In the interest of honesty, I also made the worst biscuit gravy ever recently. I decided to use buttermilk instead of 2% and it was vile. Too sour, too salty, not even close to the thick, creamy sauce I was dreaming about. My husband was kind enough to rave about the nasty dish, but I know the truth.

One thing I've made lately that I have LOVED and will make over and over again is this barbecue chicken pizza.  It's no secret I'm not the biggest fan of tomato sauce OR pizza. When the choices for take-out are presented to me, I'll always choose Chinese, tacos, or a sandwich over the famous Italian pie.

This pizza is different though--it combines tangy barbecue sauce with cooked chicken, creamy cheeses, and sweet red onions. A touch of cilantro at the end brings this pizza from home-chef to professional elegance, and really balances out the sweetness of the other ingredients.  This pizza is a great weeknight meal with a salad, or double the ingredients and make two (or 10!) to serve on game day.

Barbecue Chicken Pizza 

Tastes just like the one you can order from California Pizza Kitchen, but without the huge price tag!
Makes 1 pie

You will need:

  • 1 cup cooked chicken breast, chopped, shredded, or cut into strips
  • 2 cups mozzarella, or fontina cheese (or mix the two!)
  • Your favorite bottled barbecue sauce (I like Sweet Baby Ray's brand sweet vidalia onion bbq sauce)
  • 1/2 cup red onion, sliced thin (or more if you're an onion freak like Jeff and I)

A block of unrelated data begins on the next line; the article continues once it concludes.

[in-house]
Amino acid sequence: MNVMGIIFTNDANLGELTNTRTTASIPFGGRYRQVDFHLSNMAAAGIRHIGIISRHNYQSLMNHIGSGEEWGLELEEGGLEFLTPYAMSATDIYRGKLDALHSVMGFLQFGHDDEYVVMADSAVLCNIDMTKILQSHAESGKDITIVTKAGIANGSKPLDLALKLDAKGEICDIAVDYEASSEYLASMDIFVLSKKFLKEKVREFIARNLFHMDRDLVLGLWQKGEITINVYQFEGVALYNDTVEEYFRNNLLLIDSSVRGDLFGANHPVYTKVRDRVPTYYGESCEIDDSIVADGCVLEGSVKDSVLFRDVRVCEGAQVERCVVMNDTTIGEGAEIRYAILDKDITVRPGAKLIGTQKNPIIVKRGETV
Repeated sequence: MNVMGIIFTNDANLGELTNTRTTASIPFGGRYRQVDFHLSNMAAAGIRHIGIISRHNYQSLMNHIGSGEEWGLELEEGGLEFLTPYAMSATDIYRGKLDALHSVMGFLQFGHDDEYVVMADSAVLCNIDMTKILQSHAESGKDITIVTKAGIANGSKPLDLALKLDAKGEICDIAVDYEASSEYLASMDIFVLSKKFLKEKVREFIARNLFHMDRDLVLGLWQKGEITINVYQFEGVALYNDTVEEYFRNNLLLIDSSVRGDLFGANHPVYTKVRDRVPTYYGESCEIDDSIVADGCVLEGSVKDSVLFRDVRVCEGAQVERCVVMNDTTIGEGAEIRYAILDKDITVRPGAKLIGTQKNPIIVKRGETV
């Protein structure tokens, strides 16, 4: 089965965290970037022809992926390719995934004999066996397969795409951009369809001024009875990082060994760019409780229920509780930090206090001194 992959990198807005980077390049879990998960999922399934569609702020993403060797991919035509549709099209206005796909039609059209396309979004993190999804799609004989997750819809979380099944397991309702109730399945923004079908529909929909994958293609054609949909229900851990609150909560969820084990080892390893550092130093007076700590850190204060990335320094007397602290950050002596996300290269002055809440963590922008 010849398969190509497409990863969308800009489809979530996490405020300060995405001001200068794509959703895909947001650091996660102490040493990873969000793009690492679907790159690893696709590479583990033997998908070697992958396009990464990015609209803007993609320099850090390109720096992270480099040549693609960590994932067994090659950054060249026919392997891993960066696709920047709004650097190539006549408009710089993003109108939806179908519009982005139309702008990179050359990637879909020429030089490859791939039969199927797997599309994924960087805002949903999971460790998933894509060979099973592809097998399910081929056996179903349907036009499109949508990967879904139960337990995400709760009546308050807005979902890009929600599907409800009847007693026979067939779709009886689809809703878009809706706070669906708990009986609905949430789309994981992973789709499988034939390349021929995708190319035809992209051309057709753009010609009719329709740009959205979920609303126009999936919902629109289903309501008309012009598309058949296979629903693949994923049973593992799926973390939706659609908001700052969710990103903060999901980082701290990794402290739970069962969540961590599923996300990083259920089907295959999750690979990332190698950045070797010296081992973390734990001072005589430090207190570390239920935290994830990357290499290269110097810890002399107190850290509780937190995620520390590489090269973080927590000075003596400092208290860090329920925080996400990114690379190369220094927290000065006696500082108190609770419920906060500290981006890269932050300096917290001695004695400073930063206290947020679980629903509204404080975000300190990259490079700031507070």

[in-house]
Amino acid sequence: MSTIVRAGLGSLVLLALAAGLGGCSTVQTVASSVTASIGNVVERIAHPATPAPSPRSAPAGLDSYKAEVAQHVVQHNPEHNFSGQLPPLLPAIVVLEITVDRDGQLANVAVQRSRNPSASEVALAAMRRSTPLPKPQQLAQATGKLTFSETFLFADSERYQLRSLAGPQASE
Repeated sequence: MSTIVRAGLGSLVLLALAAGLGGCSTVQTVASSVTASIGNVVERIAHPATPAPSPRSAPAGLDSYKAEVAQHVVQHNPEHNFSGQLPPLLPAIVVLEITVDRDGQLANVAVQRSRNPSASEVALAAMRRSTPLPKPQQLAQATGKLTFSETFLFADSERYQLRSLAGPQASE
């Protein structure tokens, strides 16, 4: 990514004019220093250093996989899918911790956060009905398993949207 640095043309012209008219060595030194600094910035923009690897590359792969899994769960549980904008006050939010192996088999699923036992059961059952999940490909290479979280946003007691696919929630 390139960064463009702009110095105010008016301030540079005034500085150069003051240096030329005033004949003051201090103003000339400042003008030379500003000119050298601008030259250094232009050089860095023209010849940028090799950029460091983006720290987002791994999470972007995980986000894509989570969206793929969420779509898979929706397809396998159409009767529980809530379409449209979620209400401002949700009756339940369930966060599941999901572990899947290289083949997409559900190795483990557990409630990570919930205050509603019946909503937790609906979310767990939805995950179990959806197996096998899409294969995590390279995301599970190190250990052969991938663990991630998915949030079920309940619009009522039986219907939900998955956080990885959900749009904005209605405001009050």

• 1/4 cup fresh cilantro, torn 
  • 1 pizza crust, either store bought or homemade*

*If your local grocery store has a bakery, chances are it puts out fresh pizza dough to buy. If you can't find it, or don't want to make your own, brands like Bertolli and Pillsbury make their own crusts. Make sure you follow the package directions before continuing with the assembly.

Pre-heat oven to 450. Generously flour your work space, then roll out the dough to your desired thickness/pan size. (I prefer to buy those disposable foil pizza pans but if you don't want to do this, either "free-style" your pizza or roll it to fit a standard 13x9 baking sheet.) Using a fork, poke holes liberally through the crust.

With a pastry brush or spatula, spread a thin layer of barbecue sauce on the crust, about 1/4 cup. Alternate sprinkling on the cheese and chicken until the pie is covered. You want some of the chicken to be under the cheese. Sprinkle on the red onion.

Bake for 15-20 minutes until the cheese is bubbling and the visible crust is golden brown.

Remove from the oven and sprinkle on the cilantro. Drizzle on additional barbecue sauce if desired. Allow to cool 10 minutes (if you can wait that long!), then cut into 8 equal-sized pieces.

Simple, delicious, done!

Shauna E!

Questions? Comment below!

Sunday, September 16, 2012

Ridiculously Easy Recipe: Pumpkin Spice Syrup

A little bit of Fall in sunny Florida

Fall is here! Fall is here! Fall is...Oh, that's right. I live in Florida, land of palm trees, old people and 87 degree Christmas'.

Autumn is but a faint memory for me after living in the Sunshine State for the last 18 years. In Florida, the signal Fall has began can really only be attributed to what flavors are removed and added to the restaurants in the area. Apples, pomegranate, and squash begin making an apperance. Pumpkin bursts out of every dish, both savory and sweet. When I worked at Starbucks a year ago, my best month there was the month we released the pumpkin spice latte and I learned how beautifully it paired with our chai syrup. That's why I was so excited to find this recipe for homemade pumpkin spice sauce. While I adore the  Starbucks version, $3.55 for my daily latte is a bit steep.